John Kerry Is the Latest Biden Official Facing Investigation
China Sent a Spy Balloon, But Here's Why We Can't Shoot It Down
Here Are Some Differences Separating the Biden and Trump Classified Doc Issues
Tucker Carlson Explained What Happened After He Invited Boris Johnson on the Show
A Resurrected Outlet Dies Anew
'Predicated on Lies': Massie Tears Apart Healthcare Vaccine Mandate
Newsom Calls For More 2A Rights to Be Evoked
AOC Funneled Thousands Into Chinese Foreign Agent
WaPo Reporter Complains Rep. Roy Telling the Truth on Fentanyl Is 'Insidious Falsehood'
Biden's New Intelligence Advisor Had An 'Acute Mental Health Crisis' Following Trump's 201...
Newsom and CA DA Point Fingers At One Another After a Police Officer...
Americans Are Unhappy With Most Aspects of the Country, New Poll Shows
Trans Person Charged With Indecent Exposure for Using YMCA Women’s Locker Room
White House Press Briefing Hijacks Family and Medical Leave Act to Further Promote...
The Ohio Department of Education Is Investigating a 'Nazi-Based' Homeschooling Network

Why Mitt Romney Is Like Jan From 'The Brady Bunch'

The opinions expressed by columnists are their own and do not necessarily represent the views of

Editor's Note: This piece was co-authored by Ford O'Connell.

Less than one month until the 2012 Iowa Caucuses, Mitt Romney finds himself again in the uncomfortable position of looking over his shoulder at the candidate with momentum. While in 2008, that candidate was Gov. Mike Huckabee (R-Ark.), now it is former House Speaker Newt Gingrich (R-Ga.).This time, though, Team Romney should be scared.

Counting on Gingrich to self-destruct, like the other candidates who preceded him, is not a sound campaign strategy if Romney wants to eventually garner the necessary support needed to win the nomination.

Having spent the better part of the last half-decade campaigning for the Oval Office with relentlessness and a single-minded focus, one would think that Mitt Romney would be hitting his stride right about now. And while Romney has significant advantages over the rest of the GOP presidential field in terms of fundraising and campaign operations, this is simply just not the case.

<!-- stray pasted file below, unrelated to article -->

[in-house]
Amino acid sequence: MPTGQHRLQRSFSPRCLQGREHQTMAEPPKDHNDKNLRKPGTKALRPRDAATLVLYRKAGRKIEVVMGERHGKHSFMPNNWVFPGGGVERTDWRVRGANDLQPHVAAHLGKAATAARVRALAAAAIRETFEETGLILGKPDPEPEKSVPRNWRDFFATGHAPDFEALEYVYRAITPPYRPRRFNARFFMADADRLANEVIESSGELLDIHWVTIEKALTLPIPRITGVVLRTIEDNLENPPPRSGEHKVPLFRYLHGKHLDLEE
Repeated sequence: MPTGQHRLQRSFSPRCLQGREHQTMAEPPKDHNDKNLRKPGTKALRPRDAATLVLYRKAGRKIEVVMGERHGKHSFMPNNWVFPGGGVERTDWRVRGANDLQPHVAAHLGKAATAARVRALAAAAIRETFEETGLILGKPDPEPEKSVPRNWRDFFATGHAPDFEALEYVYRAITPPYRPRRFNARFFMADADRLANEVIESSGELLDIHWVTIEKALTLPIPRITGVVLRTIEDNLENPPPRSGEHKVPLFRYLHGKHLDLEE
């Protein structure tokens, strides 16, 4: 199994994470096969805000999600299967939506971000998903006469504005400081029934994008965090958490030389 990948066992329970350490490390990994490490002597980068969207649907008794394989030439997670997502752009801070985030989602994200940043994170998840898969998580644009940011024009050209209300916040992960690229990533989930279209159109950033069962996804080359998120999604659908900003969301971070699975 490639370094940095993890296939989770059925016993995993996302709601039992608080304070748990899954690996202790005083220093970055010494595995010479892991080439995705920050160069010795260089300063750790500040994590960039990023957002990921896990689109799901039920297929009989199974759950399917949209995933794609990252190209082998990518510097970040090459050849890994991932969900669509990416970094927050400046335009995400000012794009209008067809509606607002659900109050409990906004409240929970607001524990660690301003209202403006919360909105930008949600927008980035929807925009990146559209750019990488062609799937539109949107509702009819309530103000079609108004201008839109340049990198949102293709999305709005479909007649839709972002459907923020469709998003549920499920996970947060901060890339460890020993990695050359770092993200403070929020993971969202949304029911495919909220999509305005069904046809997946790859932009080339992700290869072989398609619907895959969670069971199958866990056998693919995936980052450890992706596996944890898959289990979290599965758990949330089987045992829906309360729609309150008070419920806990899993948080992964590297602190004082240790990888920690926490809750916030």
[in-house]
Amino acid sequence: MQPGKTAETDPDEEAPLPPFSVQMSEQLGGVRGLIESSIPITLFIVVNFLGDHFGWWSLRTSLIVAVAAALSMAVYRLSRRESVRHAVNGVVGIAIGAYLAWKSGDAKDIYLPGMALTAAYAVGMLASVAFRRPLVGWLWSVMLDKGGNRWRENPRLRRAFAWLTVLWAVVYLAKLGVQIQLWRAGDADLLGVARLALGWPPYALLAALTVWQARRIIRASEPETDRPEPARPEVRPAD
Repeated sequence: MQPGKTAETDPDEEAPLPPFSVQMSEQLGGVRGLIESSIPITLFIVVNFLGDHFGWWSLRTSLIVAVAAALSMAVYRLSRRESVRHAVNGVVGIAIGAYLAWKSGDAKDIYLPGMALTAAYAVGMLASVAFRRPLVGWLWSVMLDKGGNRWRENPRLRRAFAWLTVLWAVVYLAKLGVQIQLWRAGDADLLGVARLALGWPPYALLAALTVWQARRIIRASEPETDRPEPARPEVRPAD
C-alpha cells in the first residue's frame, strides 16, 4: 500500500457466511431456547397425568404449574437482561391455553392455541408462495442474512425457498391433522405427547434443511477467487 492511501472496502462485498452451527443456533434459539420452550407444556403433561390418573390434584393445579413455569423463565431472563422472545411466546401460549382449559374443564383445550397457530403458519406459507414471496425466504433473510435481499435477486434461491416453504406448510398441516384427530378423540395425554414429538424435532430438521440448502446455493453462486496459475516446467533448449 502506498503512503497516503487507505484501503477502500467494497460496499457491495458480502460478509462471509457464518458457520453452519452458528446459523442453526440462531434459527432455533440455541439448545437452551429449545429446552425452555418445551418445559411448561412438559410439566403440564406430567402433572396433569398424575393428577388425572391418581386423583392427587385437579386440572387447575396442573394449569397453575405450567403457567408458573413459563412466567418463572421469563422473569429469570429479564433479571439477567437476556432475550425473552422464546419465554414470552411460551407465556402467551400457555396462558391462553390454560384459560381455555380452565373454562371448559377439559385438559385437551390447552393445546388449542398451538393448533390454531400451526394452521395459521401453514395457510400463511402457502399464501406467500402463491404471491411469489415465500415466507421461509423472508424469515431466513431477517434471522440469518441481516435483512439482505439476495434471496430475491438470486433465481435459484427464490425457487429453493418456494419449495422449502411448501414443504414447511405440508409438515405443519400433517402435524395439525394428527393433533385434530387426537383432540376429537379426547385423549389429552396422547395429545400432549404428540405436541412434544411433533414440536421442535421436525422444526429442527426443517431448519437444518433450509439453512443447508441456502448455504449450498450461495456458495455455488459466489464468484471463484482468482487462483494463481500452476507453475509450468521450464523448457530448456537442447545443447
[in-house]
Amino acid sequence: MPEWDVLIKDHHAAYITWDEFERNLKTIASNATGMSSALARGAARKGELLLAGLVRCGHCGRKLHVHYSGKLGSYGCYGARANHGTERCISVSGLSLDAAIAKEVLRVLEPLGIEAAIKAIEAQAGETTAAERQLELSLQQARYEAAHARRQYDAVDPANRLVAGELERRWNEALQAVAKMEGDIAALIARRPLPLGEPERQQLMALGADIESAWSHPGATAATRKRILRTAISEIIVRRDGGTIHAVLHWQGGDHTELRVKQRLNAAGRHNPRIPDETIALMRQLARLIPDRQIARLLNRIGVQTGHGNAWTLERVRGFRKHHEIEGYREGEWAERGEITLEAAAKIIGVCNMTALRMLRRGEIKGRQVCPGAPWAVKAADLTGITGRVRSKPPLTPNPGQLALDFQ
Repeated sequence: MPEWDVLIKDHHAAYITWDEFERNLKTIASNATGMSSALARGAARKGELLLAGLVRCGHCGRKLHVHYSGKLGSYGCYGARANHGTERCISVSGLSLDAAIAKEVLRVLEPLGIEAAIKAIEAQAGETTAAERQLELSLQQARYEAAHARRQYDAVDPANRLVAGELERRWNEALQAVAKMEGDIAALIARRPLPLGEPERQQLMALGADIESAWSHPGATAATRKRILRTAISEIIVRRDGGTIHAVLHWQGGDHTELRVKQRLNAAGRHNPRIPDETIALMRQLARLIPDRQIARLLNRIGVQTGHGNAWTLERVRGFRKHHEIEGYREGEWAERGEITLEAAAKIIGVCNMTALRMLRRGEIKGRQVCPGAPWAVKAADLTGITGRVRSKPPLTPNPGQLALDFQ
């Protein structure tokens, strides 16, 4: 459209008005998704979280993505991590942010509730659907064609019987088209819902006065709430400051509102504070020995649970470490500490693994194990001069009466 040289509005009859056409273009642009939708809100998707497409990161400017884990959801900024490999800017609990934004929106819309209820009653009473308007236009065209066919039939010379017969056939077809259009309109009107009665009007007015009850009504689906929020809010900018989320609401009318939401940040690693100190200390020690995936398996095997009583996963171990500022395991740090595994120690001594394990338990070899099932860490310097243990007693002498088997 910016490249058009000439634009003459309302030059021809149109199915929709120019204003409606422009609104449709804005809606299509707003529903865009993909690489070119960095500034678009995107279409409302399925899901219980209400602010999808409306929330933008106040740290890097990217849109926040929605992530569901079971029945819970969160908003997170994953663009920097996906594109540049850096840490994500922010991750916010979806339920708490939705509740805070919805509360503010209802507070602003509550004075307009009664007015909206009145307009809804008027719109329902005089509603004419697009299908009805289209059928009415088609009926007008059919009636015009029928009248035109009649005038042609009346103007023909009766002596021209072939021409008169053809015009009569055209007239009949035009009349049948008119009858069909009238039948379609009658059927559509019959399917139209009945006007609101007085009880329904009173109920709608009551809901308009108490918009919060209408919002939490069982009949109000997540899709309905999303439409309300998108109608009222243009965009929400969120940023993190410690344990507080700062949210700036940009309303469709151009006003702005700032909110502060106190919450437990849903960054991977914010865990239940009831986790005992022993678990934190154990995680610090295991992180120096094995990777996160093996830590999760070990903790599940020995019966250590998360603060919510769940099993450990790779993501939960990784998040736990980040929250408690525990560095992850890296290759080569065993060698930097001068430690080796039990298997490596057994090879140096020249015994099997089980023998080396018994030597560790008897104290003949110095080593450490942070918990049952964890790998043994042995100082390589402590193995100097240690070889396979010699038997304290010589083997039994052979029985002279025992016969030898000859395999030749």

Nowhere was this more evident than last week's interview with Fox News' Bret Baier. In the exchanges between Romney and Baier, the former Massachusetts governor became angry and increasingly uncomfortable as Baier asked direct, but pertinent questions about his record, particularly RomneyCare.

When Romney quipped: "This is an unusual interview," and broke out into an awkward laugher, it was quite clear that Romney was failing to hide his contempt for being asked about his own record. At that moment, he was uncomfortable in his own skin - and it showed.

If Romney wants to win the nomination, he will need to do more than just continually tout that he is the best-positioned candidate in the GOP field to take on President Obama.

Several candidates have surged in the polls over the last several months precisely because Romney sounds like Jan Brady selfishly complaining about her sister older sister Marcia getting all of the attention when it comes to why Republicans should cast a vote for him in 2012.

For a lot of Republican primary voters, 2008 and the nomination of John McCain is still fresh on their minds. Less than four years ago, establishment Republicans signaled to the GOP base that they had better get in line behind McCain, because he was the most electable, and begrudgingly the base eventually followed suit.

Even with their disgust for President Obama, the GOP base is not likely to make the same mistake twice, unless Romney demonstrates himself to be worthy of their support. He has to give people a reason to vote FOR him, not just wait until everyone else explodes. Because what happens if one Romney competitor doesn't self-implode?

For Team Romney to win the nomination, the candidate and his campaign need to quickly improve in two areas. First, Republican primary voters are a lot like most NASCAR fans; they like fireworks and want to see a fighter who instills enthusiasm. Drafting your way to victory lane by just being better than Obama on paper may seem like a smart political strategy given the new primary rules, but it is not enough to satisfy the base. They long for a candidate who will take the fight directly to the president and keep the pressure on him at all times.

Second, GOP voters want to know that they can trust their nominee to do the right thing when the going gets tough. Flip-flopping is only part of the issue for Romney; candidates often change their positions and the base understands this. It's the rationale behind "why" a candidate changes his or her positions that matters to Republican voters. For America to achieve greatness again, the eventual Republican nominee must prove himself or herself to be someone who will focus on the economy and government reform, no matter what the political costs entail.

Romney must counter the feeling among some that he makes decision based on political opportunity, rather than courageous core beliefs.

Right now, Mitt Romney may be the single candidate with the best odds to win, but if asked, betting on the field would be the wiser bet. If he is unable to overcome these hurdles, Romney could find himself on the losing end of the 2012 Republican presidential nomination -- his final chance to win the same office which eluded his father.

Join the conversation as a VIP Member


Trending on Townhall Video